Rookie cards are defined as the first time a player is on a card from a major brand in a professional uniform. The most valuable cards are often the rookie cards.
Every sport has different complications of what is the “true” rookie. Then, between multiple brands, there is the question of what is the best rookie. With football, the confusion can come from a plethora of brands with varying levels of rarity, cards can come with an autograph, some players are in their college uniforms, and then there are unlicensed sets which do not feature logos.
PSA has a good working definition of rookie cards: “A players first year of cards, whether or not it is his rookie season. Players may have one or dozens of rookie cards, depending on how highly touted he was as a youngster and in which year his rookie card was issued.”
It can be a confusing and sometimes complex issue. Which is the true rookie card, and which is the best rookie card? We hope to alleviate any misgivings with a straightforward article on some of the best rookie cards in the football card hobby.
1965 Topps Joe Namath
The 1965 Topps Joe Namath rookie card needs to be listed first because it is the most iconic card of the football card hobby. Though it is not the most valuable, it can sell for $250,000 at a PSA 9.
Joe Namath is a football legend. He is known for his guarantee that the New York Jets would beat the Baltimore Colts prior to Super Bowl III. The Jets were seventeen point underdogs, and they were fully expected to be clobbered. The Jets won 16-7, Namath was named MVP, and the AFL captured its first Super Bowl.
When this picture was taken, Namath was recovering from a knee injury in the hospital. The Jets publicist showed up with a ball, shoulder pads, and jersey. Namath limped to the wall with crutches, and he leaned up against the wall as the photo was taken.
There are two distinct aspects to the card. First, it has a larger size at 2 ½” x 4 11/16”. The size creates issues for the quality of the cards’ condition from poor handling and centering. Secondly, there is the butterfly variation. Some of the cards have a print mark on the Namath’s left hand. It does not affect the value.
1957 Topps Bart Starr
Bart Starr has popular cards overall because of his early dominance of the NFL in which he was the MVP of the first two Super Bowls with an NFL MVP and four NFL championships. Naturally, his rookie card is the big pickup.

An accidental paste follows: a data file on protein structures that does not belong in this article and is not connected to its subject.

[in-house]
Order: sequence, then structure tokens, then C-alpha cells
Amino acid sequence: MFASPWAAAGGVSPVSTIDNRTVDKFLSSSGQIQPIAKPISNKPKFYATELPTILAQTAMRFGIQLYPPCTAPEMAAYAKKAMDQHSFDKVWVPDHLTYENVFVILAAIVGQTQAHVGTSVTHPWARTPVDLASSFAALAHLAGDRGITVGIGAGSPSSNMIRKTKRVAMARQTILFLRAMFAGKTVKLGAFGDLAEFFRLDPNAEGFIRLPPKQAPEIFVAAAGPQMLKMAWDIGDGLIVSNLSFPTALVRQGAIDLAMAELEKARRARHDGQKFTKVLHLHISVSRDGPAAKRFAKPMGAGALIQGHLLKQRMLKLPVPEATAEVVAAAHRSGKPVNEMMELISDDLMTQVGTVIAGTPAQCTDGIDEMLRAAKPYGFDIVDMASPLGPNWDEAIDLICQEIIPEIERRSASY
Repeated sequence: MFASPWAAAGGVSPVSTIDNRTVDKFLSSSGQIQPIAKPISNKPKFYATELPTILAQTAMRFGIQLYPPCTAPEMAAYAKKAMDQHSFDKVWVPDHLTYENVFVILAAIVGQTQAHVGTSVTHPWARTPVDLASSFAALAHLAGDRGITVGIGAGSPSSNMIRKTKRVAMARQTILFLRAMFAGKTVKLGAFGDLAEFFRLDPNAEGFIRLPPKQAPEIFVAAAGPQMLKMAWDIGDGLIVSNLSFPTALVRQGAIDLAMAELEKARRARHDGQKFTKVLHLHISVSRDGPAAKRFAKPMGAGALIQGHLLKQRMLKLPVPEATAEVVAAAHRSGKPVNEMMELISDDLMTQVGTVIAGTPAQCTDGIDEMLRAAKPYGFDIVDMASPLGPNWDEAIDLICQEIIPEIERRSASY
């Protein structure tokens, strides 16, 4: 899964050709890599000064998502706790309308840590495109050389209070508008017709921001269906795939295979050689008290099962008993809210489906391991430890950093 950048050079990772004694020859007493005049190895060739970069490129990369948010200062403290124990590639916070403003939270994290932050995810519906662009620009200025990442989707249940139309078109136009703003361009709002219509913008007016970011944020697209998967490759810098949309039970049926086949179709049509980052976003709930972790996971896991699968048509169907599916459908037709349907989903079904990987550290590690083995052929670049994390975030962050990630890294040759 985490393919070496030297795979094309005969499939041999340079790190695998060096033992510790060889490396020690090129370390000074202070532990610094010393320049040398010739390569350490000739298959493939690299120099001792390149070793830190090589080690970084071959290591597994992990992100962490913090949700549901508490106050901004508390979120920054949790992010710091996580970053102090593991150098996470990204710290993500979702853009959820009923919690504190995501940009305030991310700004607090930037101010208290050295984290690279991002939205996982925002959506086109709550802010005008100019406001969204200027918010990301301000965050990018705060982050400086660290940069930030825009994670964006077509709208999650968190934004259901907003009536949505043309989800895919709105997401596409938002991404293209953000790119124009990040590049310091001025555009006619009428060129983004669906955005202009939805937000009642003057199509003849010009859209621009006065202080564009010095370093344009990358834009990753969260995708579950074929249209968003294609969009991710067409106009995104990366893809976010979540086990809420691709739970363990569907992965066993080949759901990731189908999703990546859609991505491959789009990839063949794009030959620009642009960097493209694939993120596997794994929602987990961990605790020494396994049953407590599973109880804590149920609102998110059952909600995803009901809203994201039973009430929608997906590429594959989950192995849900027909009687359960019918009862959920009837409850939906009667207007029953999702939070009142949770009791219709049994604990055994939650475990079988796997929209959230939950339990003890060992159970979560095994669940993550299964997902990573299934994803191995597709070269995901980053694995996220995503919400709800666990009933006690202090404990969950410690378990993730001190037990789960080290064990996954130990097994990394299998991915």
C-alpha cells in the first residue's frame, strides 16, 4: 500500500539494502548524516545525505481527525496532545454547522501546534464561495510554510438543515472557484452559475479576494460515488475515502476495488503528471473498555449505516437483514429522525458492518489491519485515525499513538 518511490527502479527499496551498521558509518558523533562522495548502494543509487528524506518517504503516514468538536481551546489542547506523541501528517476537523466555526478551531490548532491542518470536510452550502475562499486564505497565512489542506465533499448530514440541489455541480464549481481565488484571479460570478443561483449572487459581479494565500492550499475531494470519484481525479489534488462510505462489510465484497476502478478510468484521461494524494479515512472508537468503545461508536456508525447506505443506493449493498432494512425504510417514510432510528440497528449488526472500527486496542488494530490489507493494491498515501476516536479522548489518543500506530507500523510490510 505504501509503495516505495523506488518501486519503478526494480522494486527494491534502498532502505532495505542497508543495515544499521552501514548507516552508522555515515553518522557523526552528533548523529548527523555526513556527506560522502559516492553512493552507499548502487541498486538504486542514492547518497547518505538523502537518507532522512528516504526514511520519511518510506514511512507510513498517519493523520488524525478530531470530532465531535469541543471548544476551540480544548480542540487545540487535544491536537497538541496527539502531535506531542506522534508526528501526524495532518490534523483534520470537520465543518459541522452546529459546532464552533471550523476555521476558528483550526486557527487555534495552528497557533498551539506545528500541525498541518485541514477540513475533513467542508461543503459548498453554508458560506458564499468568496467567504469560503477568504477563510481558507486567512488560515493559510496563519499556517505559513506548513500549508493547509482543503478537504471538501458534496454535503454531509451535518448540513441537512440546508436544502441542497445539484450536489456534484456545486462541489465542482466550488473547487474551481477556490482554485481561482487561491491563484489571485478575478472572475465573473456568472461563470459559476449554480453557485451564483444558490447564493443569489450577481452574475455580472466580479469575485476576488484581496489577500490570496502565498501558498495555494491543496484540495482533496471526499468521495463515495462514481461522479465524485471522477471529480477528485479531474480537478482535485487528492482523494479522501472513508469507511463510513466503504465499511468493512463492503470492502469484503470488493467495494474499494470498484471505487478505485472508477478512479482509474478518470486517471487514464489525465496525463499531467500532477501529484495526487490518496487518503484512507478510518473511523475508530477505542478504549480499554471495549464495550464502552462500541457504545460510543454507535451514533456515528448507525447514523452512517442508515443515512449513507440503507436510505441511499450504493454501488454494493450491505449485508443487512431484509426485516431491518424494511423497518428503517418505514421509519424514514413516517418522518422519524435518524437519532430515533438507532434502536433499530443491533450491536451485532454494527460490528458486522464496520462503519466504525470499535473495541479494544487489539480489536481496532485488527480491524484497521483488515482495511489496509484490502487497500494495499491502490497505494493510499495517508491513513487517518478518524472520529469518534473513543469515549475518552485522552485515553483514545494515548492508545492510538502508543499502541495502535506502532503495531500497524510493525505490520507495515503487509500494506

The card has standard measurements. The front of the card is a horizontal layout with two pictures. One is a portrait, and the other shows Starr throwing the ball.
Starr is higher in the set at #119 out of 150. It is harder to find in high grade because of poor centering and print defects. Johnny Unitas and Paul Hornung rookie cards join Starr as the keys to the set.
2005 Exquisite Collection Aaron Rodgers (Autograph)
The 2005 Exquisite Collection Aaron Rodgers with an autograph has 199 copies. Take the rarity, a Super Bowl MVP, a two time league MVP, the potential for a quarterback to have a long career, and there is some excitement around this card even though it is so modern.
The design is criticized by fans for being gawky with the strange arrangement between the photograph, the jersey insert, and the autograph, but collectors move past it.
As Rodgers grows closer to retirement, his card has steadily risen over the last few years. A Gem Mint copy is estimated to be worth $5,000. While this is one of the less valuable cards on this list, modern rookies were included in this list to show the actual appeal to investors.
1935 Chicle Bronko Nagurski
The 1935 Chicle Bronko Nagurski RC is the most expensive card in football cards. Nagurski is a legend. He was known for running straight through players in a football era where runners dominated the game. Of course, Nagurski was an original NFL Hall of Fame inductee.
This card is generally considered his rookie card because it was his first professional card from a major brand. Nagurski started his professional football career in 1930 with the Chicago Bears.
Nagurski’s RC is valuable for a few reasons. First, it is a great pre war football card. Football was not nearly as strong as baseball in the pre war era, so the 1935 Chicle set is coveted as a premier vintage football set. The set itself is hard to find in high grade, and the Nagurski rookie is harder as it numbered #34 out 36.
Another reason for the card’s value is Nagurski’s reputation. Players wore little padding at the time, and Nagurski was known as a freight train. He was a superb defensive linemen in an era where players played both sides of the ball.
The guy was just tough. After retiring from football in 1937 (outside of a brief stint in 1943), Nagurski wrestled professionally for over two decades. He won the World Heavyweight Wrestling Championship multiple times.
This card is rare. It is infrequently up for auction. PSA estimates that PSA 9 is worth $750,000. There is only one PSA 9 registered on their website. Since higher grades are so difficult to find, the price quickly drops to $75,000 at a PSA 8.
2000 Playoff Contenders Ticket Tom Brady (Autograph)
This is the big card in modern cards of any sport because it is the most expensive card in modern cards. As Tom Brady’s career has flourished, the card has increased from $10,000 in 2008, to $50,000 five years later, to a massive $400,100 in February of 2019.